Absolutely, I think we have a strange view over in the West. I have met some of the poorest people, yet they were the richest people I’d met at the same time.

So what you’re saying is that your wealth won’t waver no matter how many people purchase These Things Take Time?

Nope. Buy my EP. I need it (laughs).

How does “Fall” fit into the concept of the entire EP?

It is not really a concept EP.

What is it?

A collection of songs as I transition for the next full-length album.

What can you tell us about this full-length album?

Nothing yet, but I can tell you These Things Take Time is out right now (laughs).

Fine. What was your most memorable moment creating These Things Take Time?

The cover by far.

The title is linked to the cover. Time has been the biggest teacher for me. These Things Take Time is me reflecting on my life and saying that things I want to achieve take time.

From my relationship with my fiancee, to music, to my relationship with the Lord, they take time. Sanctification is not a one time thing (that is why it is called sanctification). It is a process, same as everything else in life. What is worth having doesn’t usually come easy.

With the cover, I wanted to convey that also — something deep and innovative. I linked with Josh [Wann] from Scouts Honor and shared a few things with them, and he actually came up with the idea, and I loved it, so we ran with it.

It is all about the process. That is the overarching theme of the EP.

How did Josh create the cover art?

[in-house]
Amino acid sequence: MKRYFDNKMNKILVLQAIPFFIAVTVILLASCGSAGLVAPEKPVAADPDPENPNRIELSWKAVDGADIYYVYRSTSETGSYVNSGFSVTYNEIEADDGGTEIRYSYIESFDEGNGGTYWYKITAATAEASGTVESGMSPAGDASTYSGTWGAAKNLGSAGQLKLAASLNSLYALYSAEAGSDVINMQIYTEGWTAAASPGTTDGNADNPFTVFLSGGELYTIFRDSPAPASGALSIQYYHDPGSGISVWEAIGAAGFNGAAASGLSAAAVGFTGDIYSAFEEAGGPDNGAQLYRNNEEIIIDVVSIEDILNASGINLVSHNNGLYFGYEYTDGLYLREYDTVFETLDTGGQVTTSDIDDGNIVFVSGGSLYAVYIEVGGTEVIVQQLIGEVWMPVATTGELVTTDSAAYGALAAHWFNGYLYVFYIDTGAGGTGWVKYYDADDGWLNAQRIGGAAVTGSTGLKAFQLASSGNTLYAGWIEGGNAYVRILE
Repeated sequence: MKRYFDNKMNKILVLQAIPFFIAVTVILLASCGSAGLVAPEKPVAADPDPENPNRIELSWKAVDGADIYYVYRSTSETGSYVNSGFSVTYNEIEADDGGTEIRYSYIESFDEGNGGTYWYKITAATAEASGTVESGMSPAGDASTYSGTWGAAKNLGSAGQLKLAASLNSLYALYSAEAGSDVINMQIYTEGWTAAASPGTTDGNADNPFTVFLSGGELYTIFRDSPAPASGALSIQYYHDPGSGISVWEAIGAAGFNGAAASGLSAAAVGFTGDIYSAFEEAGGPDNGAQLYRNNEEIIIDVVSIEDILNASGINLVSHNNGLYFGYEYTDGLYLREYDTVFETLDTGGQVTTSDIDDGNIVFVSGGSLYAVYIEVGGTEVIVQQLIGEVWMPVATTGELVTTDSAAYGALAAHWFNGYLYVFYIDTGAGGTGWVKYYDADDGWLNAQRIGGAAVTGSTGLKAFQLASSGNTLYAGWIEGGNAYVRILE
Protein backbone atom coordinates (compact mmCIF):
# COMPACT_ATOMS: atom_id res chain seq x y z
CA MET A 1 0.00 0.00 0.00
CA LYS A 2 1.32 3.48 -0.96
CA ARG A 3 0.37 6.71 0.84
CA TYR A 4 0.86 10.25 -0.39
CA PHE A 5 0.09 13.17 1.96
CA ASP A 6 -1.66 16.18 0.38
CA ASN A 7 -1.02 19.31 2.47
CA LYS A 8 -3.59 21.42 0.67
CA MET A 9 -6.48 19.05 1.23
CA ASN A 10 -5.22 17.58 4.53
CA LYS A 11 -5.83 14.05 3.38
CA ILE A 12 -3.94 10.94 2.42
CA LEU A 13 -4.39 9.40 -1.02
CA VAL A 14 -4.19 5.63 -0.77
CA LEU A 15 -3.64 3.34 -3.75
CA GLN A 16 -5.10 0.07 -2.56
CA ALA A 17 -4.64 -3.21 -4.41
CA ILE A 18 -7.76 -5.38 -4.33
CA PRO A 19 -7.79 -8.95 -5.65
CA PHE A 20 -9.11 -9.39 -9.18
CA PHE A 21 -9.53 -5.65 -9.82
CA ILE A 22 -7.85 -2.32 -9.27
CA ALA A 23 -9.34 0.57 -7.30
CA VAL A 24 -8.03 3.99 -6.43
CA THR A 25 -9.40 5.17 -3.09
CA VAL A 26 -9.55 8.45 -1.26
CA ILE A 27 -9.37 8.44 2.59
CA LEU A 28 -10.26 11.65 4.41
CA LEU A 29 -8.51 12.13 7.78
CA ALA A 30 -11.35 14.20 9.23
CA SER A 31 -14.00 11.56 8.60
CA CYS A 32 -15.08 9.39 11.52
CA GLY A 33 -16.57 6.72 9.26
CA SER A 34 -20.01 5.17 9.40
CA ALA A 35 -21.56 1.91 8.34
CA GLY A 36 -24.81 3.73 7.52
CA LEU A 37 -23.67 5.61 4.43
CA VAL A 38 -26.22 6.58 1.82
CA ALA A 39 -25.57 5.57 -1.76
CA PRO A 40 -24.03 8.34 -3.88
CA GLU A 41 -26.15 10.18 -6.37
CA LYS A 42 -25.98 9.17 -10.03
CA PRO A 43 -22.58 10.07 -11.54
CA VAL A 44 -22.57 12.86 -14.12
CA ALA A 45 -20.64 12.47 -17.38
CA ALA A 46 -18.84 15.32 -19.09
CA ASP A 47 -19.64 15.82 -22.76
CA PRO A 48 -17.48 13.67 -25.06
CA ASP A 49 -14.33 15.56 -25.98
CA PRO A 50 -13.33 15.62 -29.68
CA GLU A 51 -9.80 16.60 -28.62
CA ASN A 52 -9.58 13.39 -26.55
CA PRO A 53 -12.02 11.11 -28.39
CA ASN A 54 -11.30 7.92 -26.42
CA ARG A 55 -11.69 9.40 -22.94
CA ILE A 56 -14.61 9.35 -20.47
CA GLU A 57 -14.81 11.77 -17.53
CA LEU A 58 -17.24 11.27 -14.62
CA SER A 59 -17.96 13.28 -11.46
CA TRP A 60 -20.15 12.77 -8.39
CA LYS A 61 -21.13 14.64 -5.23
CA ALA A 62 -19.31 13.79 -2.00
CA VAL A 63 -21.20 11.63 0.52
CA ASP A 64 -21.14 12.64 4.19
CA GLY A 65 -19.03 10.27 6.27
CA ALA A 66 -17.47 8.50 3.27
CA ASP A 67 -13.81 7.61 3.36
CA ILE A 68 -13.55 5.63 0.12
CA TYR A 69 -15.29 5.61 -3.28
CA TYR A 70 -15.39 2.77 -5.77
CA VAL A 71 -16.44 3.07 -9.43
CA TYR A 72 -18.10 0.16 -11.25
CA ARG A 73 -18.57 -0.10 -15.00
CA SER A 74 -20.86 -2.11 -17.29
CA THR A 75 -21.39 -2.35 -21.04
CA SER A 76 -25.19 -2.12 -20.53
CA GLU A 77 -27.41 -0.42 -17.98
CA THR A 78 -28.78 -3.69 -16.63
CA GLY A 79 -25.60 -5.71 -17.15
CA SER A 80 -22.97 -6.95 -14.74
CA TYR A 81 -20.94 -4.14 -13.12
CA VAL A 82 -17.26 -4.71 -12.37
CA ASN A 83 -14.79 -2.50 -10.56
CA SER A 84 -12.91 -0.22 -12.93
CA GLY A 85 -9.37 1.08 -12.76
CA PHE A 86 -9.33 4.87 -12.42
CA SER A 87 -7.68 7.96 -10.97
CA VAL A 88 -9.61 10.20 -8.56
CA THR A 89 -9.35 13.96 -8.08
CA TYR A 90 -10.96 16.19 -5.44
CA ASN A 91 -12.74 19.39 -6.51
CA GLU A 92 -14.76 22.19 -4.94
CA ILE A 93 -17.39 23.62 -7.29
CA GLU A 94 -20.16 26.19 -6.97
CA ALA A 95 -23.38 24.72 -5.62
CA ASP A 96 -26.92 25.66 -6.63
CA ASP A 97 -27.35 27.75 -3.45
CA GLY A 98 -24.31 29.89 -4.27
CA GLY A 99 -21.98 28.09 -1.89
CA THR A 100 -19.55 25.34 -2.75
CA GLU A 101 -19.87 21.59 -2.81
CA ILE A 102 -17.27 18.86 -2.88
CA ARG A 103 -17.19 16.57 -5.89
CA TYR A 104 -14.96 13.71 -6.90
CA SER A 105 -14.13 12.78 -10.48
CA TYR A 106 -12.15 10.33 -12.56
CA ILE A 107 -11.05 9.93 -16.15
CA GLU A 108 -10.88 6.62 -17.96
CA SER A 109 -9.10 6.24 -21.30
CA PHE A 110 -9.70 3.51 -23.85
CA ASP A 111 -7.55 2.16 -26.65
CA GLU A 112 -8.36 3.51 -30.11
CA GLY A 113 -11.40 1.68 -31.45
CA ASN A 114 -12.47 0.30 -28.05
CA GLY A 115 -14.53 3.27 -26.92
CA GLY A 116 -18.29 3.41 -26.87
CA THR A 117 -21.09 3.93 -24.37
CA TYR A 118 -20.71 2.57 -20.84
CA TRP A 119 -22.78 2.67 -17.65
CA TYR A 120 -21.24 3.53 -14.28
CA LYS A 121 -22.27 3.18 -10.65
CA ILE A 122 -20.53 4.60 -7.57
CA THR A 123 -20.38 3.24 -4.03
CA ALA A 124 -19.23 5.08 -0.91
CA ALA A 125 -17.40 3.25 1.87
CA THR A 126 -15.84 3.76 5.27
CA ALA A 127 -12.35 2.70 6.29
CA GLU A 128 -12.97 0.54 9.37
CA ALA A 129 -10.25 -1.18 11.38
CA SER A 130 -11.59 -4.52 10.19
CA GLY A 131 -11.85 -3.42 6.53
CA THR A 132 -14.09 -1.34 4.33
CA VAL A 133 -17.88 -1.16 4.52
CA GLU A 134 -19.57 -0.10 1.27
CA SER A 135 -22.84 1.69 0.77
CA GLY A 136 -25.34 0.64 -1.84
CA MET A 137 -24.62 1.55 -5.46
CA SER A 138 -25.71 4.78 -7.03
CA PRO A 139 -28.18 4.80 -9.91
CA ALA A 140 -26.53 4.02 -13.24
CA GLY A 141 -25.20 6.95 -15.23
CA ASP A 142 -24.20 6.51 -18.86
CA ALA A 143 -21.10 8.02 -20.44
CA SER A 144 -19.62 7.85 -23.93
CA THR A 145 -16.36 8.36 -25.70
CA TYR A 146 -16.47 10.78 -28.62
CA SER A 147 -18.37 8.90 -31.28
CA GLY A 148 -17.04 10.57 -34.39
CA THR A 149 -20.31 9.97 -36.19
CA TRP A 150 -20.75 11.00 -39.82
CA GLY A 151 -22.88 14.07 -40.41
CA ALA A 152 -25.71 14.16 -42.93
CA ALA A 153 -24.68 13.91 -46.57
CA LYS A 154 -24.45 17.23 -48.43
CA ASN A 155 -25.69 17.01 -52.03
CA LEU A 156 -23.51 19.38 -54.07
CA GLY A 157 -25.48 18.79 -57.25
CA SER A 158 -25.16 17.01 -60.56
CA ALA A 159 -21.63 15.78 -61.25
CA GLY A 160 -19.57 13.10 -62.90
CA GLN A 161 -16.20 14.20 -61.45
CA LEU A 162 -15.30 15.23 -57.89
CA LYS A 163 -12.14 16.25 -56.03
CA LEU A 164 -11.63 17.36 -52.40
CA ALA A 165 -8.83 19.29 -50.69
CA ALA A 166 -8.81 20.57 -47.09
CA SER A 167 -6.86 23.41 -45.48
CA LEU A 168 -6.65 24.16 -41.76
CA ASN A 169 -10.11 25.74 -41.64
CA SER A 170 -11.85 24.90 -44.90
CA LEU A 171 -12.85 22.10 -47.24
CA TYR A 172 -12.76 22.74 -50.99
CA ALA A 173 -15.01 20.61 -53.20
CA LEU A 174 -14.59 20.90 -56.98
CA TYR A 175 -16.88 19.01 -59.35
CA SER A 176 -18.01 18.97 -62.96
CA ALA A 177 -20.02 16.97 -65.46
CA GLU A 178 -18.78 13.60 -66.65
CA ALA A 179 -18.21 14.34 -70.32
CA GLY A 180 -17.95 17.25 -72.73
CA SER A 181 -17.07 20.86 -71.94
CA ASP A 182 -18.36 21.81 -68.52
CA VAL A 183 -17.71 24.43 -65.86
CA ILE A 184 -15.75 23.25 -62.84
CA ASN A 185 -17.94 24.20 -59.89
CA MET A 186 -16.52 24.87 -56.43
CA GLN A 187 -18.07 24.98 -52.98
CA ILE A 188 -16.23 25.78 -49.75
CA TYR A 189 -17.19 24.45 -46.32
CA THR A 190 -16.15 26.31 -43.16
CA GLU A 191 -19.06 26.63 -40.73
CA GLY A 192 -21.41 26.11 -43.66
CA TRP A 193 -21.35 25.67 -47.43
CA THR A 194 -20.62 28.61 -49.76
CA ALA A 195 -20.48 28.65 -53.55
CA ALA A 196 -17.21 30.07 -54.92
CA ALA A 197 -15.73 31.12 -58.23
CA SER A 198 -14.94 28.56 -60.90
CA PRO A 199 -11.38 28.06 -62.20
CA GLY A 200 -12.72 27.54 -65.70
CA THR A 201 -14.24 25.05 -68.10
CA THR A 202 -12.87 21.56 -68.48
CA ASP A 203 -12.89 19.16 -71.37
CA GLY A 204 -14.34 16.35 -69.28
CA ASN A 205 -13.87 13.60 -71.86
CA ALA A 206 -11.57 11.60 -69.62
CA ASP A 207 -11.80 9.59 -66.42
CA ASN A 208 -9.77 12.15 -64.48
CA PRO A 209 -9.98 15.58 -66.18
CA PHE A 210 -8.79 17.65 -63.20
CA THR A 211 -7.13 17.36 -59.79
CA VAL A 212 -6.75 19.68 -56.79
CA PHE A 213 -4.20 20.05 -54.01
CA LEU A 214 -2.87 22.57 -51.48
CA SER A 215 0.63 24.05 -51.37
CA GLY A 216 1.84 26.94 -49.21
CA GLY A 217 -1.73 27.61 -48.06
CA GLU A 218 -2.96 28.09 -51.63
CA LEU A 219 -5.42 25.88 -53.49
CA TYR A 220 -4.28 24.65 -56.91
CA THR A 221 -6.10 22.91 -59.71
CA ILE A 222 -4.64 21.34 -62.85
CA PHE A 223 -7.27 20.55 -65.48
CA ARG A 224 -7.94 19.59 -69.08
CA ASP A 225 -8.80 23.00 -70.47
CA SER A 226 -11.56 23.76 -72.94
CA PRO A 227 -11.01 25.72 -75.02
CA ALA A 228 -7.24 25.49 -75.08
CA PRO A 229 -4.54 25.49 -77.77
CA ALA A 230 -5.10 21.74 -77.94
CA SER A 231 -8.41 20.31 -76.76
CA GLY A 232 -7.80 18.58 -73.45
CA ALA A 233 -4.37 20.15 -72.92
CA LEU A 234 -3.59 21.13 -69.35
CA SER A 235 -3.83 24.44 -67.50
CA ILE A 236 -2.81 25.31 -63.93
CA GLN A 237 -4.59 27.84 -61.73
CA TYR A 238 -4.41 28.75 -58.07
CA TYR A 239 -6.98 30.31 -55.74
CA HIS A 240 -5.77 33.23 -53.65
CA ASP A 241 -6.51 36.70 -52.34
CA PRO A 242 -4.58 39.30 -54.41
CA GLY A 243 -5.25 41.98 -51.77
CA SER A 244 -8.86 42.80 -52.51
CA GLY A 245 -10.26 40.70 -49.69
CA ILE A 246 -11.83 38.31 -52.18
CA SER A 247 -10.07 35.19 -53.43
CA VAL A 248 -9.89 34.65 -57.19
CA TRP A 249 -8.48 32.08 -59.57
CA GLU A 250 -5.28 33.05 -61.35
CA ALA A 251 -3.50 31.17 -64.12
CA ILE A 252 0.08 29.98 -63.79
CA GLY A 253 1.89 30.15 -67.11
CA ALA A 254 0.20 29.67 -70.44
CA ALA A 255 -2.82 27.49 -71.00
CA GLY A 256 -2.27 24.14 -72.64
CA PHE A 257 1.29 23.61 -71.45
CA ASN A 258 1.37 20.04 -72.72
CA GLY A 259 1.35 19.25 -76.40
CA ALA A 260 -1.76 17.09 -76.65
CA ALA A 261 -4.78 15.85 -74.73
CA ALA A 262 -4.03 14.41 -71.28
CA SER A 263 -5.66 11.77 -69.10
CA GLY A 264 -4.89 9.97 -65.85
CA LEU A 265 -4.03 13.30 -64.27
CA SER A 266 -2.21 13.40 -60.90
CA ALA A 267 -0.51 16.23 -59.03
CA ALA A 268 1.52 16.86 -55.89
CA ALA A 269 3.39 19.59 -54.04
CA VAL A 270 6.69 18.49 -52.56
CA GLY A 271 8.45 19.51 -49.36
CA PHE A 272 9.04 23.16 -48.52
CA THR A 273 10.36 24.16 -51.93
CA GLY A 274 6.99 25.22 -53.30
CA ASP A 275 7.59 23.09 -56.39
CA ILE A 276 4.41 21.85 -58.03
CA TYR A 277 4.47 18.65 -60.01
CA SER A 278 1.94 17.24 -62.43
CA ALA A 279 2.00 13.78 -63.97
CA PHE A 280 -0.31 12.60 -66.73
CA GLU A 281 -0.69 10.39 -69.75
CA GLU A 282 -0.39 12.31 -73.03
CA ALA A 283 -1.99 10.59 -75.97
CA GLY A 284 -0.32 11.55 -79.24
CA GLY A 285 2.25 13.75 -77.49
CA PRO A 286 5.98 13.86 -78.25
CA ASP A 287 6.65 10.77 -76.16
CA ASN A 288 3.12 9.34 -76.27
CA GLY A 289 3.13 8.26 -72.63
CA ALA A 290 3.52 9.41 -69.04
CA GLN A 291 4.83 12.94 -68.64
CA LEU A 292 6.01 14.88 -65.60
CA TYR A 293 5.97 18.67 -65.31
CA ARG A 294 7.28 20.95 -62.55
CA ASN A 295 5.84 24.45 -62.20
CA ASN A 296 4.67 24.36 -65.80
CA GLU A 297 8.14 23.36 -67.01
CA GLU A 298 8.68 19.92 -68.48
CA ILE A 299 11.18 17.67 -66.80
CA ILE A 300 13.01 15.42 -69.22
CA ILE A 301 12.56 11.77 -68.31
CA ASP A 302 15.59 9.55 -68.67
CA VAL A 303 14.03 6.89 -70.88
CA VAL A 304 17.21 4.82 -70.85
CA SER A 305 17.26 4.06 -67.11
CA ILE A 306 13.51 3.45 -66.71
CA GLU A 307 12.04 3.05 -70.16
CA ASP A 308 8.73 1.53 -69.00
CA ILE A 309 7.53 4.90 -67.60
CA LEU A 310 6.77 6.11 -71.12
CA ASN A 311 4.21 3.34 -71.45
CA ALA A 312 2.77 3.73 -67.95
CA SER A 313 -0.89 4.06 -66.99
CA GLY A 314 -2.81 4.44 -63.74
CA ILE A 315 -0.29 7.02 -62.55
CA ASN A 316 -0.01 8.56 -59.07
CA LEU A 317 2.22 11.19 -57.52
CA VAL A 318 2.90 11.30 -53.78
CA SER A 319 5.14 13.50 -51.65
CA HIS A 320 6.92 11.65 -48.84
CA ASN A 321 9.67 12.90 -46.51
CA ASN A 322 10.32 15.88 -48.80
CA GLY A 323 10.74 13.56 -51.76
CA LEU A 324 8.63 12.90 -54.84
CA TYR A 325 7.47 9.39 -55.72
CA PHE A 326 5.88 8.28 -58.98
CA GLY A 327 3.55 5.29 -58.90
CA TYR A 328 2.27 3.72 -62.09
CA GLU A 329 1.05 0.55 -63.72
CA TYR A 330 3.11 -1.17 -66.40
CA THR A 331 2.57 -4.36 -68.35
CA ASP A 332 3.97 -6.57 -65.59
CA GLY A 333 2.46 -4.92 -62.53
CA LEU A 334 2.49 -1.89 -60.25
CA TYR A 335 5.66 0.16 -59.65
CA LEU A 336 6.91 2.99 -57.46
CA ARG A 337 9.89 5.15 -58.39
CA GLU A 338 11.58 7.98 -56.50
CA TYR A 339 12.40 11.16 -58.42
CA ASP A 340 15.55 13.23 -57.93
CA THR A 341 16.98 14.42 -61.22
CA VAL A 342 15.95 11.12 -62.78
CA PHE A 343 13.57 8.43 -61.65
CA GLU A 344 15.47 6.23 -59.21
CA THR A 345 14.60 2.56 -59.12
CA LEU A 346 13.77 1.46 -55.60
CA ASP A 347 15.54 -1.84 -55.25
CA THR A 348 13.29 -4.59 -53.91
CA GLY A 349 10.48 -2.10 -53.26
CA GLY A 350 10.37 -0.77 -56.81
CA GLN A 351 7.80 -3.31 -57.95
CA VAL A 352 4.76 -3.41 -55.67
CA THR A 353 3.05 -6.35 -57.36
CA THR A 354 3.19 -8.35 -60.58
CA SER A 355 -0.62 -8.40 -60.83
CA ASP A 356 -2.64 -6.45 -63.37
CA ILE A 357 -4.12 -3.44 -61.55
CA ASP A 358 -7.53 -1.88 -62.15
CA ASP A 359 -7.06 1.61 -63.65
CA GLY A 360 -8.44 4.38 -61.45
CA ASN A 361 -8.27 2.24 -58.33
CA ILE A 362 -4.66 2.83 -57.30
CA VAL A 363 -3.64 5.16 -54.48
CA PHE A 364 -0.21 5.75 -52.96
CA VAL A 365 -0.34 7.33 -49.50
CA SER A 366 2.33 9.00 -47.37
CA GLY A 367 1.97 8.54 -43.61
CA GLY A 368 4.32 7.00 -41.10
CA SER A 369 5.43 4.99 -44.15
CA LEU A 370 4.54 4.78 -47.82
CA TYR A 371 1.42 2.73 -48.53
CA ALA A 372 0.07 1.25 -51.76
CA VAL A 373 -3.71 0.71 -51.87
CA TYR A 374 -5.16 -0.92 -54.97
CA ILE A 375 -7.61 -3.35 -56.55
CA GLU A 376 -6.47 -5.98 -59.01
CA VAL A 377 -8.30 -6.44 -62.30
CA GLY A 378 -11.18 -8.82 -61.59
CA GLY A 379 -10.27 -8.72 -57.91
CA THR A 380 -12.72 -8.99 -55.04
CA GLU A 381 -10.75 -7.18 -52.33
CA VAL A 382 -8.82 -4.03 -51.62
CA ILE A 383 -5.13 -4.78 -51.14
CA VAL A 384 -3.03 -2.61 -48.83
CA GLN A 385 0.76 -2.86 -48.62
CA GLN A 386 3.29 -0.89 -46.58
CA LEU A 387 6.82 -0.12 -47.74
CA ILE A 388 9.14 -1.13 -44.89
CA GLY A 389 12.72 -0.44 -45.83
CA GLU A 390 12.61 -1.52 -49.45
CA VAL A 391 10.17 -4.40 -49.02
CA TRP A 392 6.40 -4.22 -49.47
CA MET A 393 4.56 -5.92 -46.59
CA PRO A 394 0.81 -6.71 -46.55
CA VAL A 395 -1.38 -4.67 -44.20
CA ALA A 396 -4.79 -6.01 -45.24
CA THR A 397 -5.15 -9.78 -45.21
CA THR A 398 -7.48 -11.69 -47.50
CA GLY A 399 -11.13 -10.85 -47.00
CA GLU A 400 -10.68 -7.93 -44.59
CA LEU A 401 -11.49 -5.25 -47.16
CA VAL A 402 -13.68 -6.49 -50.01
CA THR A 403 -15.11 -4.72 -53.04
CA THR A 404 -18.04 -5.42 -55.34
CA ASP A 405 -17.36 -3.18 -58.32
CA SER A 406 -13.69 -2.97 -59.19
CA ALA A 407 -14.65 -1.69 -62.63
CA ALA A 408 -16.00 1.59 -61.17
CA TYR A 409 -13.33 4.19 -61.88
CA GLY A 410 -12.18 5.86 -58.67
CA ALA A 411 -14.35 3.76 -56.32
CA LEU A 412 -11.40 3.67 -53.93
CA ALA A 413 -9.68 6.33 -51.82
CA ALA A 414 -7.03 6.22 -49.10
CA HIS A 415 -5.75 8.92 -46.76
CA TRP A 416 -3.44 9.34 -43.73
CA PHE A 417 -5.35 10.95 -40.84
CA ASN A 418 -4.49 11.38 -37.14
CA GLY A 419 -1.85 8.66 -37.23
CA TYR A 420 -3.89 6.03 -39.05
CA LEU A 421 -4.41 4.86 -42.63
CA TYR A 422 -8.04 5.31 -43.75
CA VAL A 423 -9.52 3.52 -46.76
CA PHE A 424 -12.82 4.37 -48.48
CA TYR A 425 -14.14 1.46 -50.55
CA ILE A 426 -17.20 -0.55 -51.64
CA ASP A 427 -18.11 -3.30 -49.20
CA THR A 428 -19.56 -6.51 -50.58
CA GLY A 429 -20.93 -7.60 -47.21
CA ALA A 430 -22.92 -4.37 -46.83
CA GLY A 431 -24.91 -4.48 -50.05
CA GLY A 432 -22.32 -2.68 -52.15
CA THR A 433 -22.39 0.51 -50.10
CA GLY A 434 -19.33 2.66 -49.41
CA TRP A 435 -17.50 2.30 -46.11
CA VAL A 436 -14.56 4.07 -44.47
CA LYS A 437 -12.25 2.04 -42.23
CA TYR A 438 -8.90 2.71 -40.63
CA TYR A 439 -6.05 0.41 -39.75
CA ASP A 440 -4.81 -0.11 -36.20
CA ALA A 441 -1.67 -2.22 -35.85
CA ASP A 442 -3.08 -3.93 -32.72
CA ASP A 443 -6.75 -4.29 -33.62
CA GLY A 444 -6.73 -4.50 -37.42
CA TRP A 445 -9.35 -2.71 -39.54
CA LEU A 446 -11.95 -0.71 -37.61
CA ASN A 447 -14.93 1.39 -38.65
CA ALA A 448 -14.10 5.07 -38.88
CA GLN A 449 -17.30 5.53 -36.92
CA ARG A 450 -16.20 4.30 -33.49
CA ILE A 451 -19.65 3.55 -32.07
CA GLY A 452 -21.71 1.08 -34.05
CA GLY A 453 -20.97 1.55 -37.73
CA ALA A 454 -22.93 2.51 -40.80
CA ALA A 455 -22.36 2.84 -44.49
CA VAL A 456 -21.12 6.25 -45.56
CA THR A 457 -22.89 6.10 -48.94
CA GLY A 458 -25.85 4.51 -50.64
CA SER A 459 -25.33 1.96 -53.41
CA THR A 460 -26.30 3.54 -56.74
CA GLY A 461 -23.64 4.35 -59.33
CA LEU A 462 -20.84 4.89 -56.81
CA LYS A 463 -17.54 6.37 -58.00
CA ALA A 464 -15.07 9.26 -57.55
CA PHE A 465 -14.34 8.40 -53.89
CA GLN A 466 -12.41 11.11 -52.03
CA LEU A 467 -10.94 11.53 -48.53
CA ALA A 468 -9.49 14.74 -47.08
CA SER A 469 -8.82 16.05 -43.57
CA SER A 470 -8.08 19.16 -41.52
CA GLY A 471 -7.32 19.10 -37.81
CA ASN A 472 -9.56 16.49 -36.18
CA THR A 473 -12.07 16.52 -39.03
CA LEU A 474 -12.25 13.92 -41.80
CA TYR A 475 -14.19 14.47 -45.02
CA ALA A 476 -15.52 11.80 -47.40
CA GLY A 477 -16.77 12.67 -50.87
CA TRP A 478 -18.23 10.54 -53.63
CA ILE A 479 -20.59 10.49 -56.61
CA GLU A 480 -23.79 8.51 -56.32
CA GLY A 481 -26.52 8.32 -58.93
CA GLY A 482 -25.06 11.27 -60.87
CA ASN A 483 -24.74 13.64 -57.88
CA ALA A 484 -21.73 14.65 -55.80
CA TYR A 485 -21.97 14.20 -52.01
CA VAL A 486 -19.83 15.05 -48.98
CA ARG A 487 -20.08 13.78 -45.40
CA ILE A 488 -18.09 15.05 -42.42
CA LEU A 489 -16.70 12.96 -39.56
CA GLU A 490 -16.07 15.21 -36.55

“Step 1: Cover S.O. in clay.
Step 2: Take photo.
Step 3: Select only the clay covered part of the shot and remove.
Step 4: Desaturate.
Step 5: Add background and put solid layer with some overlay effect on it to bring everything together. It helped to soften the blacks.” – Josh’s words.

Do you think you and Josh have a special chemistry because of your nicknames (S.O. and Esso)?

(Laughs) He is the one who found me in London and gave me an opportunity. He put his money where his mouth is.

Speaking of putting your money where your mouth is, you’re getting married soon, congratulations! You wrote a lot about relationships over your past two albums.

My wife to be is the lady my last album was about, so it is great to see God’s grace over us and allowing us to see it through and lead us to marriage.

Have a lot of fans asked you for relationship advice because of those songs over the years?

Yeah, they have. I’m no guru (laughs).

How many relationships have you saved?

No idea. I do think that we will never know the full extent of our influence on peoples lives. Just now as we have been talking, a lady wrote on Instagram that she remembered me today: I introduced her to reformed theology, to her best friend and to Elisabeth Elliot.

Only the Lord knows how many people she has influenced because of my influence, so we’re influential, man. That is why my music is the way it is.

Define “the way it is.” And when did you realize you had influence?

It is thoughtful, not fluff. And when people started messaging me and telling me how my music has shaped them and helped them. I think that was So It Begins times, 2011.

I think embedded in me is the reality that words have meaning.

Buy These Things Take Time on iTunes.